BootsnAll Travel Network

Planes, Trains and Automobiles

Spending the last night on the cruise boat was relaxing and peaceful, and aside from having to repack our stuff, we didn’t have much to do. Our final port of call was a town called Yichang, and we were told by our tour guide Kevin that we needed to be off the boat by 6am, so they could get the boat ready for the next trip. Luckily, we knew this ahead of time, and had planned our flight out of Yichang for 10am, giving us plenty of time to get to the airport from the boat dock. Getting off the boat, we searched in vain for a taxi that would agree to take us to the airport on the meter instead of a negotiated price. Finally, a driver agreed, but insisted we pay the 10Yuan toll also, which we agreed. We hesitated about heading into town to try and find some coffee and breakfast, as we weren’t sure how far the airport was, and assumed that we could get something there. As it turns out, not only did we have more than enough time to get breakfast in town, but it was a regrettable choice as the options were slim to none at the airport.

We arrived a few hours early for our flight, and our only options food was a Chinese restaurant, which neither of us was in the mood for, or an insanely overpriced coffee shop, who once we told them we just wanted to sit on their chairs, tried to charge us for that priviledge. So we claimed the only two rows of airport seats in the entire airport, and Chris promptly fell asleep as I did a little reading on Hong Kong. About 9:00, we were able to check in, and boarded the plane near 9:30, a very small plane holding about 40-50 people, but brand new and comfortable. For our two hour flight, we were given a copy of a Chinese/English newspaper, a bottle of water, another drink option and a box of cookies. We settled in and soon we arrived at our destination, the big city of Guangzhou in the southern part of China.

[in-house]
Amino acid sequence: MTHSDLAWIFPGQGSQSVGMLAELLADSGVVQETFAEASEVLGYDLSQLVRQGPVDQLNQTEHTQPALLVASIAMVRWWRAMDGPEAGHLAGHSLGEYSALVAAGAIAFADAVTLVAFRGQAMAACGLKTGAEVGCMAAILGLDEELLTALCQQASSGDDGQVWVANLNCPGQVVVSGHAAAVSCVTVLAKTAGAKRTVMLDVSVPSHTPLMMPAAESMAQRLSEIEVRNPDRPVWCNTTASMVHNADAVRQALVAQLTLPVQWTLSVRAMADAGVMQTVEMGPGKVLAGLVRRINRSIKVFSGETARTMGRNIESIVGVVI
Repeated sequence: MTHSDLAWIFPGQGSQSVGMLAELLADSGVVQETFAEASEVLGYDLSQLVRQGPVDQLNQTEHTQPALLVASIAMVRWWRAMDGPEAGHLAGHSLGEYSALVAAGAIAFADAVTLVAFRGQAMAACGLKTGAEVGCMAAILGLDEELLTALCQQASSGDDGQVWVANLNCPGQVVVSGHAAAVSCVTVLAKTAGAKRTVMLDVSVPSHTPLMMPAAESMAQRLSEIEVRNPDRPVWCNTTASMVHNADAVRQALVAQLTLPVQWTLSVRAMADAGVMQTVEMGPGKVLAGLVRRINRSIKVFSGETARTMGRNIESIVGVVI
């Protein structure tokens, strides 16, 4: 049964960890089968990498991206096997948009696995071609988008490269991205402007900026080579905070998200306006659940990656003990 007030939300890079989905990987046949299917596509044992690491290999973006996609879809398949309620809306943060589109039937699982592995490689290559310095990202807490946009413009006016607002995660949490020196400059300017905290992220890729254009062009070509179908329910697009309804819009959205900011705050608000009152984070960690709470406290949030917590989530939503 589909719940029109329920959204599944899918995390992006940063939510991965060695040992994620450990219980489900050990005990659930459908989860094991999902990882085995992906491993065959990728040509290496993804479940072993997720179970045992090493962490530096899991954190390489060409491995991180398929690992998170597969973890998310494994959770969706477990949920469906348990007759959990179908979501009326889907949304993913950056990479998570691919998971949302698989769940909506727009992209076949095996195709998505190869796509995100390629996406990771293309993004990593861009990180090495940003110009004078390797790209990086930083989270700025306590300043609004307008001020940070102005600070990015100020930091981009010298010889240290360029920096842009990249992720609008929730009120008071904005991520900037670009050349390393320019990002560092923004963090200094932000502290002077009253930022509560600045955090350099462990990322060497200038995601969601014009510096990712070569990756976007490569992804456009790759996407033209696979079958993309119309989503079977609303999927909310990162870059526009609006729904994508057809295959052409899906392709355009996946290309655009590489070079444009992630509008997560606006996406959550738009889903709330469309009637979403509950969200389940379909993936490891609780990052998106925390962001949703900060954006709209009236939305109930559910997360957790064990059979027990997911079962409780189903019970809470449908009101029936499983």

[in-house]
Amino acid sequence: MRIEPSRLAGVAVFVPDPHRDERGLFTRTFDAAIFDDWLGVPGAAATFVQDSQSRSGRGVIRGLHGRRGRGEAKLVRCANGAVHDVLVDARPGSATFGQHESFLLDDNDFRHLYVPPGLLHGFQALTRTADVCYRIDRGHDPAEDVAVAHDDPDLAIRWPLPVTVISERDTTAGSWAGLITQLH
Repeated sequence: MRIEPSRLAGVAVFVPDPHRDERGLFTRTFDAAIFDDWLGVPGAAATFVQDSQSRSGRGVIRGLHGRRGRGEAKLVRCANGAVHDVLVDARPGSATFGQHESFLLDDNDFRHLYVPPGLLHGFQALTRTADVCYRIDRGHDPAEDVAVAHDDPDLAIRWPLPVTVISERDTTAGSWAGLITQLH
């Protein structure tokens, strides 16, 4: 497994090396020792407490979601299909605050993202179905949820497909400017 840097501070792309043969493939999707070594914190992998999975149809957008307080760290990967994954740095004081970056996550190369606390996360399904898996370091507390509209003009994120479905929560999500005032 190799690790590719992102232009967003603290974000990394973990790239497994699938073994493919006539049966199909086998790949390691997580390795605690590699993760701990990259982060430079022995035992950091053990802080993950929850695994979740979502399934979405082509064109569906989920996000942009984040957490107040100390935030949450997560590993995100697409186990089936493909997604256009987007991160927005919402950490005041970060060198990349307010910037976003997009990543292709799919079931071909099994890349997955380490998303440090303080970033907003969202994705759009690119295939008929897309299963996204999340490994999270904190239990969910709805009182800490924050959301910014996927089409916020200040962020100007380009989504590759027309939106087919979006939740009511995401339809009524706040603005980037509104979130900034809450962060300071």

There are a few options to get from Guangzhou to Hong Kong, and it took a while for us to sort out whether we wanted to try the train, which was more expensive but faster and nicer, or the bus, which was much cheaper but took longer and was sort of confusing. After about an hour at the airport trying to figure this out, I set off in search of some food in the airport, leaving Chris with our bags in the arrival hall. Not some 5 minutes later, I was completely lost in a bewildering, ginormous modern airport, which had quite possibly the largest departure hall I have ever seen. There were also various signs showing restaurant, and I followed these up and down escalators, through an entire shopping mall, and found myself in the basement of the airport terminal, having only seen one Chinese restaurant, and one cafe charging $9 for a sandwich. After 15 minutes of wandering, I finally found my way back to Chris in arrivals, where my empty hands sparked a clear look of disappointment on his face. I had been gone almost half an hour, and had nothing to show for it. We realized we weren’t going to get what we were after at the airport, so we boarded a bus that would take us into town, and then to the train station.